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You Have the Power to Donate the Gift of Life

Gwen Pegram and Andre BraggPlease register to Become an Organ, Eye, or Tissue Donor?

Today is Andre and my 11th Anniversary. We are bound together by my kidney.

Eleven years ago, I participated in a pilot program (Living Kidney Donor) through the Washington Regional Transplant Community. This program allows an individual to donate a kidney to the pool of waiting patients who are anonymous. The list holds the names of thousands of patients awaiting a kidney. Prior to this pilot program, a patient had only two choices: a kidney donation with a blood-type match relative or await a kidney from a stranger’s loved one who is brain dead/on life support.

I was honored to meet my recipient and quite surprised to learn that my 50-year-old kidney went to a 13-year-old boy. Andre and I are both doing well and I have no regrets.

If you need a really great story to get you inspired to “register to donate,” please read this very touching and humbling story of paying it forward, which was posted in The New York Times a year ago, February 18, 2012.

Please tweet or email me. I’m happy to share my experience with anyone who wants more information on becoming a living organ donor.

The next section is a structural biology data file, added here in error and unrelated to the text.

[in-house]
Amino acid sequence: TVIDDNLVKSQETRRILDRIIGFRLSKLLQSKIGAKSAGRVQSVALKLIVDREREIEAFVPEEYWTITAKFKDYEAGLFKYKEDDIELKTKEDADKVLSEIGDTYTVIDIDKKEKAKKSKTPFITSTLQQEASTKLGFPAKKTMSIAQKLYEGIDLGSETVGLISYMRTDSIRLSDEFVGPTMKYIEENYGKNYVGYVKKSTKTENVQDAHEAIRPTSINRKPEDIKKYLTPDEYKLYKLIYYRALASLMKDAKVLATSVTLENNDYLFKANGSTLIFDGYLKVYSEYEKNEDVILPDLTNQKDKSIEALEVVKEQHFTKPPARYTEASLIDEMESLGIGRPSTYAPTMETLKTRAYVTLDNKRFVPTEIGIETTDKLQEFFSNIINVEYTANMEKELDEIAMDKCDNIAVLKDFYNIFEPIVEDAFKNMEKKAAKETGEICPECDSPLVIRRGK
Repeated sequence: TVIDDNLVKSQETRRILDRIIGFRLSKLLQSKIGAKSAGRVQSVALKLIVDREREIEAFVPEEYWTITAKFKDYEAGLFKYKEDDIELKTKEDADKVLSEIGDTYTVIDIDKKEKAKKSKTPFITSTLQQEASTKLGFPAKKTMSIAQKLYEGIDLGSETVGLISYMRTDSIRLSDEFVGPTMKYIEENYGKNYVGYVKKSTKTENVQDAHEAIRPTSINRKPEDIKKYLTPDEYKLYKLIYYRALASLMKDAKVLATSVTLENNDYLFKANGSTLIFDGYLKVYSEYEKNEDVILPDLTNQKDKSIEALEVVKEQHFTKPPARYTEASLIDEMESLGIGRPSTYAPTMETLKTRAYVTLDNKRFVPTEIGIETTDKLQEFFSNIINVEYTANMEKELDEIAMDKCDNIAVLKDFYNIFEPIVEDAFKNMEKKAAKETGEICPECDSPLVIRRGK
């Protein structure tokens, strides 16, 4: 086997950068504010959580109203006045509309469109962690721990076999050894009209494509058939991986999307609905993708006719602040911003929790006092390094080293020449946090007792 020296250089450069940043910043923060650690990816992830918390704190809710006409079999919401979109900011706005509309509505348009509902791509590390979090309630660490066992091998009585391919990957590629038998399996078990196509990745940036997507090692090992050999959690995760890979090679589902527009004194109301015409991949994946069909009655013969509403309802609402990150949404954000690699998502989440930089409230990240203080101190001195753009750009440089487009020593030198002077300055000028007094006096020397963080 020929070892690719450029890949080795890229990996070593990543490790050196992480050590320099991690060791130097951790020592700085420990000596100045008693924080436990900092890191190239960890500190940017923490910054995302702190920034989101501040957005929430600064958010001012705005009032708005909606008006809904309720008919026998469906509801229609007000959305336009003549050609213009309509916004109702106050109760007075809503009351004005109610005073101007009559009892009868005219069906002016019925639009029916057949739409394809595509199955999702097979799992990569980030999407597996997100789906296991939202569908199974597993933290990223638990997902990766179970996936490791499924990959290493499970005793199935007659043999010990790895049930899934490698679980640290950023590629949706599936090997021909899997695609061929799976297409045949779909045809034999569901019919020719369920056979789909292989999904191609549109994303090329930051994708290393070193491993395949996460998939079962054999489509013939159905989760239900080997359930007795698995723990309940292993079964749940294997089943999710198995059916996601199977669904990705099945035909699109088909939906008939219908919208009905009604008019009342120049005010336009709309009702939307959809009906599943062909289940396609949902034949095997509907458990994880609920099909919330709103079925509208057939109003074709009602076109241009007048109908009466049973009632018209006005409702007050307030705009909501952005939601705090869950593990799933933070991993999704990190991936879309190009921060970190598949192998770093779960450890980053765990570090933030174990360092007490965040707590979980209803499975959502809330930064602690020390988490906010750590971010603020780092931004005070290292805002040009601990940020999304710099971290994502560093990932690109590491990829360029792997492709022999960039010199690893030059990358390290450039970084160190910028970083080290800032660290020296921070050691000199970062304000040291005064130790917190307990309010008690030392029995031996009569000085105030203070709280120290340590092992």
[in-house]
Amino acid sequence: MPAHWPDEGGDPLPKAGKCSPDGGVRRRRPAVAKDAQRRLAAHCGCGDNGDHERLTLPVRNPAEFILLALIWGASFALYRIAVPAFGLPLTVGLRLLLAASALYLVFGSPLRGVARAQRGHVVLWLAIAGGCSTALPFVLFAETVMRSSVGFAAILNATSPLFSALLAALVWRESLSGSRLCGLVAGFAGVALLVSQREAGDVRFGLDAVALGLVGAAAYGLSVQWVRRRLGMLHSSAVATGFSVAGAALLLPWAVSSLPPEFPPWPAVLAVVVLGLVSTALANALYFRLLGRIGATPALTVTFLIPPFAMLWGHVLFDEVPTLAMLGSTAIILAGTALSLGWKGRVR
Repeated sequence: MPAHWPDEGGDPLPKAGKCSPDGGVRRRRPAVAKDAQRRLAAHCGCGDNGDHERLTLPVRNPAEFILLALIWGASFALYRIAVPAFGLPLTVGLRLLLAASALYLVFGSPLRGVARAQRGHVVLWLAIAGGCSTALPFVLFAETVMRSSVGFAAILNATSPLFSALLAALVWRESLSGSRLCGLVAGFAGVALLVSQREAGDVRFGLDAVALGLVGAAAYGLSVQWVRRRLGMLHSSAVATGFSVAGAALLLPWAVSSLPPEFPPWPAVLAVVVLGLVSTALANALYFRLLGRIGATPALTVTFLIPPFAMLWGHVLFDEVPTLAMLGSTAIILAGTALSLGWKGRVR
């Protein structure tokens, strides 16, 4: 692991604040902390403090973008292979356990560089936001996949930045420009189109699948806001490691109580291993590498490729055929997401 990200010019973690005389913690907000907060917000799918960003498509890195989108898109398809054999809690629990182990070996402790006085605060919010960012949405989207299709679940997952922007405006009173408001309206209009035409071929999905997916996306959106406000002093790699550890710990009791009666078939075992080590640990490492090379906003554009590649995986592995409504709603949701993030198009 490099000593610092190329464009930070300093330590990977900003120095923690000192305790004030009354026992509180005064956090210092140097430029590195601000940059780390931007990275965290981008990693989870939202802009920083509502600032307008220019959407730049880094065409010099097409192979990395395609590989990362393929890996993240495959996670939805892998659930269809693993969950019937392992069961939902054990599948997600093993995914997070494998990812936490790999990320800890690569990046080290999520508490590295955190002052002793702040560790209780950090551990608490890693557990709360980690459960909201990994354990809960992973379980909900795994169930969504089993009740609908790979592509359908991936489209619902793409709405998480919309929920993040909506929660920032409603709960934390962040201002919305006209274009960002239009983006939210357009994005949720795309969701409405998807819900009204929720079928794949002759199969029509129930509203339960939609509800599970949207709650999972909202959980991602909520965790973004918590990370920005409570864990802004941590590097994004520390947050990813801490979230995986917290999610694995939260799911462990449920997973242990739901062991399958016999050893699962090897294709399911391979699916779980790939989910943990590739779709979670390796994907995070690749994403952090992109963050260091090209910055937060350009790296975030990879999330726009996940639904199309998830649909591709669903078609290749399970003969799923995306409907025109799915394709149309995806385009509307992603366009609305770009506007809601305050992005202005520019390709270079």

©Photograph copyright.
 
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Posted by on February 22, 2013 in Health, People

 

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Become the Interviewer in Your Job Search

Job-Interview-jpg-V2Make the decision that you will not stress out or over think your next job interview. Keep in mind that the interview process is a two-way street — a win-win situation for both you and the prospective employer. Realize that once you’re invited to interview for the position, you have crossed the employer’s threshold of phase one. Know that you were selected because you represented yourself as experienced, skilled, and qualified for the advertised position.

Nailing phase two is up to you. This is where the transformation begins. You must become the interviewer. Mentally switching places — changing from interviewee to interviewer — means being adequately prepared, having confidence in your abilities, and keeping your eyes on the prize. There might have been hundreds of resumes and applications for this one position. More than likely, the search was narrowed to three finalists, which included you. Now is not the time to do the proverbial war dance. Now is the time to ratchet up your research of the employer and do due diligence on every aspect of the organization, its board if there’s one, and its leadership/executive staff. You cannot duplicate similar mistakes as in past interviews, in which you were not successful in getting a job offer. You must do more than reread online advice or listen to your coach dictating how to present yourself. You must compartmentalize all the instructions given about what to say and what not to ask during the job interview. Know that the do’s and don’ts of interview preparation are only reference points. Harness your heightened level of anxiety to quash unnecessary nervousness.